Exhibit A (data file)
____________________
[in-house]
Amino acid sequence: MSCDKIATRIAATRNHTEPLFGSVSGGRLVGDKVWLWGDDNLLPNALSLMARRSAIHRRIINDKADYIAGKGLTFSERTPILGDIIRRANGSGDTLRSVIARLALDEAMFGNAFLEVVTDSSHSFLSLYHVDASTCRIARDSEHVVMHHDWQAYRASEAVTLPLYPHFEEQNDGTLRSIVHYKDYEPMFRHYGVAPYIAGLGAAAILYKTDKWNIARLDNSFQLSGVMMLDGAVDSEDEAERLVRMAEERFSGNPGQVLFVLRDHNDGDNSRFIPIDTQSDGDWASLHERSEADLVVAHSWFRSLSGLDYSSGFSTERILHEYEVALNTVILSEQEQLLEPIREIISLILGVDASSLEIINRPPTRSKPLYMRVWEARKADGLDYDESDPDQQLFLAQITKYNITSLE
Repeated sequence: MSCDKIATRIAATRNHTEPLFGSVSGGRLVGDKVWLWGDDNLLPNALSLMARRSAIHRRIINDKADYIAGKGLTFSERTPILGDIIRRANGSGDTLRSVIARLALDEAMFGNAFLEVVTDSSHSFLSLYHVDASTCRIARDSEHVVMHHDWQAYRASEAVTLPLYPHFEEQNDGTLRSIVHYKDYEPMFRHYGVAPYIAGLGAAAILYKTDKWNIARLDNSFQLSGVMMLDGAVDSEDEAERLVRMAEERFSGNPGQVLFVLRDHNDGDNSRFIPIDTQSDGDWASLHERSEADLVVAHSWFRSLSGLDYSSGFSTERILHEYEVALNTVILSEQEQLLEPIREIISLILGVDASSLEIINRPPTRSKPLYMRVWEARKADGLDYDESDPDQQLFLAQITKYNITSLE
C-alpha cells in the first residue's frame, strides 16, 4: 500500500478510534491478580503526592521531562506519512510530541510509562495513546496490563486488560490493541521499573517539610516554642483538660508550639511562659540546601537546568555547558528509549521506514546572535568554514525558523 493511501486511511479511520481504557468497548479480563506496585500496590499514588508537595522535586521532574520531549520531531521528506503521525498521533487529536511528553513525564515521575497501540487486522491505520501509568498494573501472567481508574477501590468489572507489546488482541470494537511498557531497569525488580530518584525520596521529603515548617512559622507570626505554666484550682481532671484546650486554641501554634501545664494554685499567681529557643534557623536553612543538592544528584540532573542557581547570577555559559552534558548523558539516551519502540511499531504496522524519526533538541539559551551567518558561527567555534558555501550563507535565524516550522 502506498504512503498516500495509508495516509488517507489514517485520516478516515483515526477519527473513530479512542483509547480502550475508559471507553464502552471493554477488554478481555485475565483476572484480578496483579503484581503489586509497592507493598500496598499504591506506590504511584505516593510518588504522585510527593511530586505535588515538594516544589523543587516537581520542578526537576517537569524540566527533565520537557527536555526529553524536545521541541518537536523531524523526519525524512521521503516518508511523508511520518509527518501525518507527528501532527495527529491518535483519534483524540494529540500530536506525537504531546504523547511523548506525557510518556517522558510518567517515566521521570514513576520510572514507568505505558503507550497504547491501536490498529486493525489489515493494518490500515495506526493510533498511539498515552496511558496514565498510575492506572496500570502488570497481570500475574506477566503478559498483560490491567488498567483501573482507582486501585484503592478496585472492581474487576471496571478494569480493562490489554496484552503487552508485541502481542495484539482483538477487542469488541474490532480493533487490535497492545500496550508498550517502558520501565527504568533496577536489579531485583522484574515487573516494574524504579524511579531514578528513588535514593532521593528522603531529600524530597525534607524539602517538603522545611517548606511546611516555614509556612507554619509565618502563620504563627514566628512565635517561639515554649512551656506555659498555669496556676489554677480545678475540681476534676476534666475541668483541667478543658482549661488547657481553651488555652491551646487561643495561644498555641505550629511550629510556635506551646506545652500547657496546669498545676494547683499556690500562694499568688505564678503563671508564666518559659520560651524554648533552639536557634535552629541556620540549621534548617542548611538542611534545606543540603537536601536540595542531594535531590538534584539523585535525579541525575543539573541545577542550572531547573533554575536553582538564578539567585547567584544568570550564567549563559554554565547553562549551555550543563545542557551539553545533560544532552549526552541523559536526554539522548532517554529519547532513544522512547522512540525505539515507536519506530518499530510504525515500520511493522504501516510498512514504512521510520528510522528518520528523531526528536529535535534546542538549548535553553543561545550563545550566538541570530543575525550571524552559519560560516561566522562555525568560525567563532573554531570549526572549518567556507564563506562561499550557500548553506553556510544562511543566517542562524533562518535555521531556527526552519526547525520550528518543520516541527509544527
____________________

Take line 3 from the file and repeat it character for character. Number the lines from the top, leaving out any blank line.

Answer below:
Repeated sequence: MSCDKIATRIAATRNHTEPLFGSVSGGRLVGDKVWLWGDDNLLPNALSLMARRSAIHRRIINDKADYIAGKGLTFSERTPILGDIIRRANGSGDTLRSVIARLALDEAMFGNAFLEVVTDSSHSFLSLYHVDASTCRIARDSEHVVMHHDWQAYRASEAVTLPLYPHFEEQNDGTLRSIVHYKDYEPMFRHYGVAPYIAGLGAAAILYKTDKWNIARLDNSFQLSGVMMLDGAVDSEDEAERLVRMAEERFSGNPGQVLFVLRDHNDGDNSRFIPIDTQSDGDWASLHERSEADLVVAHSWFRSLSGLDYSSGFSTERILHEYEVALNTVILSEQEQLLEPIREIISLILGVDASSLEIINRPPTRSKPLYMRVWEARKADGLDYDESDPDQQLFLAQITKYNITSLE